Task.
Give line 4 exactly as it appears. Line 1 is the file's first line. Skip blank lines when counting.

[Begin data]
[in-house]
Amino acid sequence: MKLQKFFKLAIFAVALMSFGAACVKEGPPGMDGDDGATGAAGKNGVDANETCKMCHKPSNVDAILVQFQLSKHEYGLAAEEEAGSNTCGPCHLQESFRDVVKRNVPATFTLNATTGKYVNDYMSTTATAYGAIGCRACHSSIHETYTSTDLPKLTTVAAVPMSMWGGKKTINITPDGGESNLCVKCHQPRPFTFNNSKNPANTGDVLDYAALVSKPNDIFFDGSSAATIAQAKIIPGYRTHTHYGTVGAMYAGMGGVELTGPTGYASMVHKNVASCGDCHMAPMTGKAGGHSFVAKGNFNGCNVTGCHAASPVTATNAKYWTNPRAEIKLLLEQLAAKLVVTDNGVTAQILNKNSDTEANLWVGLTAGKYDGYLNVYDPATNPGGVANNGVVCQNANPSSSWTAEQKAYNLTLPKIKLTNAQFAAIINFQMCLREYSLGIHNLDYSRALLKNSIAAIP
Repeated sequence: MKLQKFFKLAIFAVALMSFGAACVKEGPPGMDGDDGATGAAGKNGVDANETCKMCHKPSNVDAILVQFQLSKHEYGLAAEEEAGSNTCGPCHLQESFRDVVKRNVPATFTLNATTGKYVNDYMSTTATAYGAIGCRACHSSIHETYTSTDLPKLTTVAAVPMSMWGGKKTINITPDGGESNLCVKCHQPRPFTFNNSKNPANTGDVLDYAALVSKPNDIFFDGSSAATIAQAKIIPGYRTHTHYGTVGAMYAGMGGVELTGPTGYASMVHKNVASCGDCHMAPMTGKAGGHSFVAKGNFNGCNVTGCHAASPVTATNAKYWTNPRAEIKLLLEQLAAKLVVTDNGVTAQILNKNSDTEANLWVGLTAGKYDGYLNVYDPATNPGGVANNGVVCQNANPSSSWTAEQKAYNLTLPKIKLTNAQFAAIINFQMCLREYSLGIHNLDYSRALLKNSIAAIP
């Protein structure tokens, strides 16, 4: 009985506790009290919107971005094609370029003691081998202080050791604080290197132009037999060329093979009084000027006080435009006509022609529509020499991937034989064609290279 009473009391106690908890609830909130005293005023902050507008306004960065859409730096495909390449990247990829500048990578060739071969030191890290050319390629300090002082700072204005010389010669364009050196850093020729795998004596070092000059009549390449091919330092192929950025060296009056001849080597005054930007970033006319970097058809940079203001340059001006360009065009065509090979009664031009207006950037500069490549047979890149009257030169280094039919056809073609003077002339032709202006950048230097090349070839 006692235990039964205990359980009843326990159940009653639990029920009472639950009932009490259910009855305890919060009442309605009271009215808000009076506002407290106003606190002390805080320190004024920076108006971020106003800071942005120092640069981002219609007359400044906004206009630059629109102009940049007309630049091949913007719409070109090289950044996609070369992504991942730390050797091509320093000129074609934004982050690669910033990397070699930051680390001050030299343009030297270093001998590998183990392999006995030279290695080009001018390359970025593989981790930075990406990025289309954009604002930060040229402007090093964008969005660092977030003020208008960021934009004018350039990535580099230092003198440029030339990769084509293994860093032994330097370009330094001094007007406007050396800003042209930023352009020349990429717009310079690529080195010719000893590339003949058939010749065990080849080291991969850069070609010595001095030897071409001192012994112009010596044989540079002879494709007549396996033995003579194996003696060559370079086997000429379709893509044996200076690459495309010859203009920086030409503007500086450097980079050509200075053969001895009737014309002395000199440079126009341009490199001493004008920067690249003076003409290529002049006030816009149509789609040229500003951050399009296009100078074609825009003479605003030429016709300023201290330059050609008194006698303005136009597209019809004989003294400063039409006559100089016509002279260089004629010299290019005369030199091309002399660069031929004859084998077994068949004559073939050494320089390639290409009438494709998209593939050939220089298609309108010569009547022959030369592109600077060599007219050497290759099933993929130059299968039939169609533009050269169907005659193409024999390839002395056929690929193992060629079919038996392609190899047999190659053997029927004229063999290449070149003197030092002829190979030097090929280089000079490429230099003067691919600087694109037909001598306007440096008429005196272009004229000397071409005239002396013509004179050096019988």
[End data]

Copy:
């Protein structure tokens, strides 16, 4: 009985506790009290919107971005094609370029003691081998202080050791604080290197132009037999060329093979009084000027006080435009006509022609529509020499991937034989064609290279 009473009391106690908890609830909130005293005023902050507008306004960065859409730096495909390449990247990829500048990578060739071969030191890290050319390629300090002082700072204005010389010669364009050196850093020729795998004596070092000059009549390449091919330092192929950025060296009056001849080597005054930007970033006319970097058809940079203001340059001006360009065009065509090979009664031009207006950037500069490549047979890149009257030169280094039919056809073609003077002339032709202006950048230097090349070839 006692235990039964205990359980009843326990159940009653639990029920009472639950009932009490259910009855305890919060009442309605009271009215808000009076506002407290106003606190002390805080320190004024920076108006971020106003800071942005120092640069981002219609007359400044906004206009630059629109102009940049007309630049091949913007719409070109090289950044996609070369992504991942730390050797091509320093000129074609934004982050690669910033990397070699930051680390001050030299343009030297270093001998590998183990392999006995030279290695080009001018390359970025593989981790930075990406990025289309954009604002930060040229402007090093964008969005660092977030003020208008960021934009004018350039990535580099230092003198440029030339990769084509293994860093032994330097370009330094001094007007406007050396800003042209930023352009020349990429717009310079690529080195010719000893590339003949058939010749065990080849080291991969850069070609010595001095030897071409001192012994112009010596044989540079002879494709007549396996033995003579194996003696060559370079086997000429379709893509044996200076690459495309010859203009920086030409503007500086450097980079050509200075053969001895009737014309002395000199440079126009341009490199001493004008920067690249003076003409290529002049006030816009149509789609040229500003951050399009296009100078074609825009003479605003030429016709300023201290330059050609008194006698303005136009597209019809004989003294400063039409006559100089016509002279260089004629010299290019005369030199091309002399660069031929004859084998077994068949004559073939050494320089390639290409009438494709998209593939050939220089298609309108010569009547022959030369592109600077060599007219050497290759099933993929130059299968039939169609533009050269169907005659193409024999390839002395056929690929193992060629079919038996392609190899047999190659053997029927004229063999290449070149003197030092002829190979030097090929280089000079490429230099003067691919600087694109037909001598306007440096008429005196272009004229000397071409005239002396013509004179050096019988």